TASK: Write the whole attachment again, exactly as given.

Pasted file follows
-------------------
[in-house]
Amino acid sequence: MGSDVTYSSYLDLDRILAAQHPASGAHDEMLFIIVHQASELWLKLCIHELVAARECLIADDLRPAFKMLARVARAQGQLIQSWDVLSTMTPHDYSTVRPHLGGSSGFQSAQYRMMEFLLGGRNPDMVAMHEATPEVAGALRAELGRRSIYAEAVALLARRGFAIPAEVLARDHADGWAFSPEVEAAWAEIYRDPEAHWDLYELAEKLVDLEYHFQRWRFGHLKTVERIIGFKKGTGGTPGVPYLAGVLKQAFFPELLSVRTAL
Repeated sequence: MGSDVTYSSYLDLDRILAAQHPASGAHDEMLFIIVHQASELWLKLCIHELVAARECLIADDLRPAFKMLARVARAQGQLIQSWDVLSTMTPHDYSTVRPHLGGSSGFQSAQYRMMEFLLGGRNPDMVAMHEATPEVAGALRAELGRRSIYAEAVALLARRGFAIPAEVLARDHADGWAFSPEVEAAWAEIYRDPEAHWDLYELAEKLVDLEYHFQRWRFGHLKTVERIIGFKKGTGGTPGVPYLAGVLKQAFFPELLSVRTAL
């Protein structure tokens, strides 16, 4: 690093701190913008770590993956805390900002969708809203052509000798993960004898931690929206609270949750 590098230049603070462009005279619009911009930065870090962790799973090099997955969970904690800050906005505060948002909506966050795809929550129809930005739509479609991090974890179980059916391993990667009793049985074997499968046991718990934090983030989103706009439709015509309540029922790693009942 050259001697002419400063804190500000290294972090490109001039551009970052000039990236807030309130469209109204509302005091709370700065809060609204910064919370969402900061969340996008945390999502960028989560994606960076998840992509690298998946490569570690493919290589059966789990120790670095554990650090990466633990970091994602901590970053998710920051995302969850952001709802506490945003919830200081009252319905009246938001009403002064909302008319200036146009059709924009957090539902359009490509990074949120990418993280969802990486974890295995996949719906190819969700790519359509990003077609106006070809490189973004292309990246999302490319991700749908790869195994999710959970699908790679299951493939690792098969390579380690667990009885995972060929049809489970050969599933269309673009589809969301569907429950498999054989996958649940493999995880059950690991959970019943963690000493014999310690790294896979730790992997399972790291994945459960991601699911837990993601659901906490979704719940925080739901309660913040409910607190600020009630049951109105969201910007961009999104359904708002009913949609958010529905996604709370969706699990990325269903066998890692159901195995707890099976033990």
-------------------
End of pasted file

[in-house]
Amino acid sequence: MGSDVTYSSYLDLDRILAAQHPASGAHDEMLFIIVHQASELWLKLCIHELVAARECLIADDLRPAFKMLARVARAQGQLIQSWDVLSTMTPHDYSTVRPHLGGSSGFQSAQYRMMEFLLGGRNPDMVAMHEATPEVAGALRAELGRRSIYAEAVALLARRGFAIPAEVLARDHADGWAFSPEVEAAWAEIYRDPEAHWDLYELAEKLVDLEYHFQRWRFGHLKTVERIIGFKKGTGGTPGVPYLAGVLKQAFFPELLSVRTAL
Repeated sequence: MGSDVTYSSYLDLDRILAAQHPASGAHDEMLFIIVHQASELWLKLCIHELVAARECLIADDLRPAFKMLARVARAQGQLIQSWDVLSTMTPHDYSTVRPHLGGSSGFQSAQYRMMEFLLGGRNPDMVAMHEATPEVAGALRAELGRRSIYAEAVALLARRGFAIPAEVLARDHADGWAFSPEVEAAWAEIYRDPEAHWDLYELAEKLVDLEYHFQRWRFGHLKTVERIIGFKKGTGGTPGVPYLAGVLKQAFFPELLSVRTAL
């Protein structure tokens, strides 16, 4: 690093701190913008770590993956805390900002969708809203052509000798993960004898931690929206609270949750 590098230049603070462009005279619009911009930065870090962790799973090099997955969970904690800050906005505060948002909506966050795809929550129809930005739509479609991090974890179980059916391993990667009793049985074997499968046991718990934090983030989103706009439709015509309540029922790693009942 050259001697002419400063804190500000290294972090490109001039551009970052000039990236807030309130469209109204509302005091709370700065809060609204910064919370969402900061969340996008945390999502960028989560994606960076998840992509690298998946490569570690493919290589059966789990120790670095554990650090990466633990970091994602901590970053998710920051995302969850952001709802506490945003919830200081009252319905009246938001009403002064909302008319200036146009059709924009957090539902359009490509990074949120990418993280969802990486974890295995996949719906190819969700790519359509990003077609106006070809490189973004292309990246999302490319991700749908790869195994999710959970699908790679299951493939690792098969390579380690667990009885995972060929049809489970050969599933269309673009589809969301569907429950498999054989996958649940493999995880059950690991959970019943963690000493014999310690790294896979730790992997399972790291994945459960991601699911837990993601659901906490979704719940925080739901309660913040409910607190600020009630049951109105969201910007961009999104359904708002009913949609958010529905996604709370969706699990990325269903066998890692159901195995707890099976033990």